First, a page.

The Philodendron, an extremely adaptable and low-maintenance plant, has quick-growing vines, which can be easily pruned and/or propagated in water when they get too long. This plant prefers medium to bright indirect light (though it can tolerate low light too) with watering every one to two weeks. Godio’s philodendron sits behind her during Zoom meetings, and she says it has “thrived in some of the lowest-lit crevices in [her] apartment.”

Ideal Lighting: Indirect | Watering Schedule: Every 1-2 weeks | Mature Height: 3 feet | Pests: Susceptible to pests


The Pothos—a beautiful plant with thick, waxy heart-shaped leaves—also has vines that can quickly grow to over 10 feet long. Both Godio and Jean Berg, general manager of Philips Interior Plants & Displays, recommend this plant, which can thrive in almost any type of indoor space with medium to bright indirect light, but can also tolerate low light. You can water your Pothos every one to two weeks, and if the vines get too long, prune them to your ideal length.

Ideal Lighting: Medium to bright and indirect | Watering Schedule: Every 1-2 weeks | Mature Height: 6-10 feet (vines) | Pests: Very Unlikely

Dracaena Gold Star

Recommended by Berg, the Dracaena Gold Star is easy to take care of — provided that you don’t over water it. In addition to its tolerance for low light, Berg also suggests the Dracaena Gold Star because of its colorful appearance. Its pointed blue-green leaves and beautiful canes—the hollow, woody stalks that connect to the plant’s roots— grow tall and upright, making it a standout for beginners who want larger plants.

Ideal Lighting: Bright and indirect | Watering Schedule: Only when the soil is dry | Mature Height: Approx. 5 feet | Pests: Very Unlikely

Cast-Iron Plant

The Cast Iron Plant is able to survive extreme conditions, due in part to its large and firm leaves. Steil recommends the Cast Iron Plant because it can grow well under low light, as well as flourish both indoors and outdoors. It also does best with infrequent watering and drier soil, to prevent root rot caused by excess moisture.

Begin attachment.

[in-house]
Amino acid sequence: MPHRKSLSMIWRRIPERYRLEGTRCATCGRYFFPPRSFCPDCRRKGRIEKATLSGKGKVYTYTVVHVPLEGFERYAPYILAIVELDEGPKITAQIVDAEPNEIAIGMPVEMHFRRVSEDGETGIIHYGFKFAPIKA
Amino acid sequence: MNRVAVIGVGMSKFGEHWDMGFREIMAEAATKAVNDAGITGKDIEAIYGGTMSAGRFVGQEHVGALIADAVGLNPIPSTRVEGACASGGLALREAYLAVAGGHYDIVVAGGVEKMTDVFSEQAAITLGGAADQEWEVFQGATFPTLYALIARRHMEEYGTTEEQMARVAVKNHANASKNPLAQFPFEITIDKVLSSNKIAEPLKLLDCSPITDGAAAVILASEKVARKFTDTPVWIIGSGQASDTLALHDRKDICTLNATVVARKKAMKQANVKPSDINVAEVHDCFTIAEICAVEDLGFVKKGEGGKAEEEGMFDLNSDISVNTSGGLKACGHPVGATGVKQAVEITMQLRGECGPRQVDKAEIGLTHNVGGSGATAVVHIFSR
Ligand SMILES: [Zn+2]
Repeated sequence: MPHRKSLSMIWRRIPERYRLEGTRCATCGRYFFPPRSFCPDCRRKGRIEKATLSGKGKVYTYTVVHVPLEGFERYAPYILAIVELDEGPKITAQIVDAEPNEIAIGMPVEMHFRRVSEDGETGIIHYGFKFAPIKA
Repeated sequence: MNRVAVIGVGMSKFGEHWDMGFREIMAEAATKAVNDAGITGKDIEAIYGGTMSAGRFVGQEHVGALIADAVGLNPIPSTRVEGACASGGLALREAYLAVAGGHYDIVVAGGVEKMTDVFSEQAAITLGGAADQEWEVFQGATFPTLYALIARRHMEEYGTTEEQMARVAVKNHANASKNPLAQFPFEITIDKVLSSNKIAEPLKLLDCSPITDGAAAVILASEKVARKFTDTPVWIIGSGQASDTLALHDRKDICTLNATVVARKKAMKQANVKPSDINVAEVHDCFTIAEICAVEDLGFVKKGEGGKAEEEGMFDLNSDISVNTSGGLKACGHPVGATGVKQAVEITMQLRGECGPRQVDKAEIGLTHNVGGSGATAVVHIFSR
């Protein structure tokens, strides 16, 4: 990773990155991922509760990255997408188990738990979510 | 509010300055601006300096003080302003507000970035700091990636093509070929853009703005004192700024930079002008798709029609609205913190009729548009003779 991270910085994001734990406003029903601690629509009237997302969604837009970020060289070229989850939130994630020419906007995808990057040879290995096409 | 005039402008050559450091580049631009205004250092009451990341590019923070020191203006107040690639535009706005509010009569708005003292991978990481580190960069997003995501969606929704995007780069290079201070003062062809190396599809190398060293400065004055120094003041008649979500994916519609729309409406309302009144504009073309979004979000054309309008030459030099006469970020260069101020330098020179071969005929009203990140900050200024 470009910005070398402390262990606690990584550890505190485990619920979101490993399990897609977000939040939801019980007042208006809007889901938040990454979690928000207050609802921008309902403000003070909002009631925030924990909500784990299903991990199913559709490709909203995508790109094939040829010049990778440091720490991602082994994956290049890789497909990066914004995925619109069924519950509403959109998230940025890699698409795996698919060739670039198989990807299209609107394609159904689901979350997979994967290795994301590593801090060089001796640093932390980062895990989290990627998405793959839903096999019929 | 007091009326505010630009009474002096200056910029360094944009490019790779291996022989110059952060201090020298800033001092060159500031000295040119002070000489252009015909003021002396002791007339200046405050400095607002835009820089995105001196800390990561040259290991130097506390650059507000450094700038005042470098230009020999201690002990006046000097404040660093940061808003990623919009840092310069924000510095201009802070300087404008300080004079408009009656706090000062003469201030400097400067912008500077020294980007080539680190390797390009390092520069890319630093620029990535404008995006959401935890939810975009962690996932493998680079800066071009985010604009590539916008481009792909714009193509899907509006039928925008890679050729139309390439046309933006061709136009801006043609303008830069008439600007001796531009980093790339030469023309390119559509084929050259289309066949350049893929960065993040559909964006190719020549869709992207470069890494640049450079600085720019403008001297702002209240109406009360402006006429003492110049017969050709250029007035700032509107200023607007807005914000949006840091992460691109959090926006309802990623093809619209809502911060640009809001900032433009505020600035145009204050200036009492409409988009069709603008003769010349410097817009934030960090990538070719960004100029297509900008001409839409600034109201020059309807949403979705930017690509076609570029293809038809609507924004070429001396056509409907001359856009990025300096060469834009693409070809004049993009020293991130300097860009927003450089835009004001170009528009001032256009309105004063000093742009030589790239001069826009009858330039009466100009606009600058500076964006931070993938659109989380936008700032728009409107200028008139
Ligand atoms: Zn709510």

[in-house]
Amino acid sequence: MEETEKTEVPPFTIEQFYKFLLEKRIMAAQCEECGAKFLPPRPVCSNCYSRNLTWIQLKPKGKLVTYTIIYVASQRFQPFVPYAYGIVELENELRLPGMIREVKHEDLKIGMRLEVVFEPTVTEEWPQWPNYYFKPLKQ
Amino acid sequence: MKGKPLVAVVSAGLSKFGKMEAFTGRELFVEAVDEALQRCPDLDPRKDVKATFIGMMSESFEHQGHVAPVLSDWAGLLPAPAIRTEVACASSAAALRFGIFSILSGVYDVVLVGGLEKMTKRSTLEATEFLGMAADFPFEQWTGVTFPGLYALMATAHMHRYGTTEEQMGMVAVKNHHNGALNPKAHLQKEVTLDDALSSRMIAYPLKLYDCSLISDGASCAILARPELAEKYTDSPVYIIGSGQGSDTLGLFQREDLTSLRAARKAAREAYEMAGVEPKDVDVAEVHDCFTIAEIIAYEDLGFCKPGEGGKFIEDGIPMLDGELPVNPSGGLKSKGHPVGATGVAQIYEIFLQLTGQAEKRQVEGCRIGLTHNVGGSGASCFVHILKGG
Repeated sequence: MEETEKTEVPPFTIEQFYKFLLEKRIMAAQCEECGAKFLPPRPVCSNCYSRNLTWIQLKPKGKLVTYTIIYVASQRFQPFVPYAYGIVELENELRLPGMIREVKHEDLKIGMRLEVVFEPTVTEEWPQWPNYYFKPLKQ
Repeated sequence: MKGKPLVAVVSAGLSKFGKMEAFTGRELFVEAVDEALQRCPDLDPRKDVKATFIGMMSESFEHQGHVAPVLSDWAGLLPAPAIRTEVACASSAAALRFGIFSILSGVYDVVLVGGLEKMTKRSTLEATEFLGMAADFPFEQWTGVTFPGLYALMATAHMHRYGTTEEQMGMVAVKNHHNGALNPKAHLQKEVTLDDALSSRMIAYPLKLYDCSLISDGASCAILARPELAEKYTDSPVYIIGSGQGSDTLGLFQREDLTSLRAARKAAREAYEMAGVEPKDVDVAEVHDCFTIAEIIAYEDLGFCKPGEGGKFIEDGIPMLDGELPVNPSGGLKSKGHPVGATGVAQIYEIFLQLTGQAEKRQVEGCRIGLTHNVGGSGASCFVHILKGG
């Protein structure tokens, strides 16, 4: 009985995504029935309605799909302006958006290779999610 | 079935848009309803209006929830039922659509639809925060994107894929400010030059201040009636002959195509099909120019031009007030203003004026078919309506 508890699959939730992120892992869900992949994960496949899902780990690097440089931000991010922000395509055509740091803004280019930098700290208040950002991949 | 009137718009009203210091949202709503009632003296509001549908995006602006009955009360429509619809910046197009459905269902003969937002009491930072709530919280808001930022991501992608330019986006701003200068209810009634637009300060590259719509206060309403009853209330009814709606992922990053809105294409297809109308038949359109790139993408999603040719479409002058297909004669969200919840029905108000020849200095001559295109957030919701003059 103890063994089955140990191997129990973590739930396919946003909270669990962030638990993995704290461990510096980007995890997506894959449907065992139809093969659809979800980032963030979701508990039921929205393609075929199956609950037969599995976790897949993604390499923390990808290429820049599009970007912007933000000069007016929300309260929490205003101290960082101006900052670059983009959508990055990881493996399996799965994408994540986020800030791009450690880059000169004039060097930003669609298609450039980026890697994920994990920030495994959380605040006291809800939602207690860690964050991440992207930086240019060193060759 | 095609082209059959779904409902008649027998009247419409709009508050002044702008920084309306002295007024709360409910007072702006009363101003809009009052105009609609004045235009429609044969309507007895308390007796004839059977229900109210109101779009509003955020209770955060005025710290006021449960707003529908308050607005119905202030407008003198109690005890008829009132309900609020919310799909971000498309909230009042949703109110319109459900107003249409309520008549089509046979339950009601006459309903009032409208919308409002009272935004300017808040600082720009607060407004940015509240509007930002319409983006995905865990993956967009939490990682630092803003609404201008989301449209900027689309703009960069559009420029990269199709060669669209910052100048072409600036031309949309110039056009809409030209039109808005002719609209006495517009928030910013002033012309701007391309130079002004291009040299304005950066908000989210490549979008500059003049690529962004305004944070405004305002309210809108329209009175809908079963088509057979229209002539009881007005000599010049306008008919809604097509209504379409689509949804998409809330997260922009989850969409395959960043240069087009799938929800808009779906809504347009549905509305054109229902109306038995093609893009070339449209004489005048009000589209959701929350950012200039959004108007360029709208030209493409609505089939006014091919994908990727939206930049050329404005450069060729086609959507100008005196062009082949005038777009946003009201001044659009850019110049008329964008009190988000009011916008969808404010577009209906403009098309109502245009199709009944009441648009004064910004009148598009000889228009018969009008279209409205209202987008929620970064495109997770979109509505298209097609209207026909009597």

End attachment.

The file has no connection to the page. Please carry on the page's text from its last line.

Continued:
Ideal Lighting: Low | Watering Schedule: Only when the soil is totally dry | Mature Height: Approx. 2-2 1/2 feet | Pests: Very Unlikely

Money Tree

The money tree is a gorgeous plant with big, star-shaped bushels of leaves and a braided trunk. Of the half-dozen plants that former Select editor Morgan Greenwald has in her house,she says that the money tree is “easily” her favorite. Greenwald waters it every three weeks (or whenever the soil gets dry) and says that the plant is thriving, with new leaves growing “constantly.”

Ideal Lighting: Low to bright and indirect | Watering Schedule: When soil is dry | Mature Height: Approx. 2-3 foot | Pests: Susceptible to pests

ZZ Plant

Zamioculcas zamiifolia, also known as the ZZ plant, has wide, oval-shaped leaves that shoot upwards from the root. A drought-tolerant succulent, Steil recommends the ZZ because of its resilience to going unwatered — perfect for busy or forgetful plant parents. Usually native to arid environments, the plant thrives with a very minimal care routine. You can leave it in a spot that has medium indirect light and water it about every three weeks, or, when the potting soil is completely dry.

Ideal Lighting: Medium to bright and indirect | Watering Schedule: Every 2-3 weeks | Mature Height: Approx. 1 foot | Pests: Unlikely

Aloe Vera

The low maintenance Aloe plant can also tolerate dry conditions and grow with infrequent watering. It will easily adapt to different light conditions, though Steil says the plant does best in bright, indirect light. The succulent’s soft spiky leaves also contain a clear, sticky gel that can be used to topically soothe skin irritation and minor burns.

Ideal Lighting: Bright and indirect | Watering Schedule: When soil is completely dry | Mature Height: Approx. 1-2 feet | Pests: Susceptible to pests


The Monstera, which Godio recommends, is a tall, climbing indoor plant with big, perforated leaves that requires watering every 7-10 days, or 1-2 weeks at most. Although its watering schedule is slightly more high-maintenance than the other options, it can thrive in minimal, indirect, and direct sunlight.  As the plant grows over time, Godio suggests “getting a velcro strip or yarn to tie the leaves together, since they can get heavy and wilt.”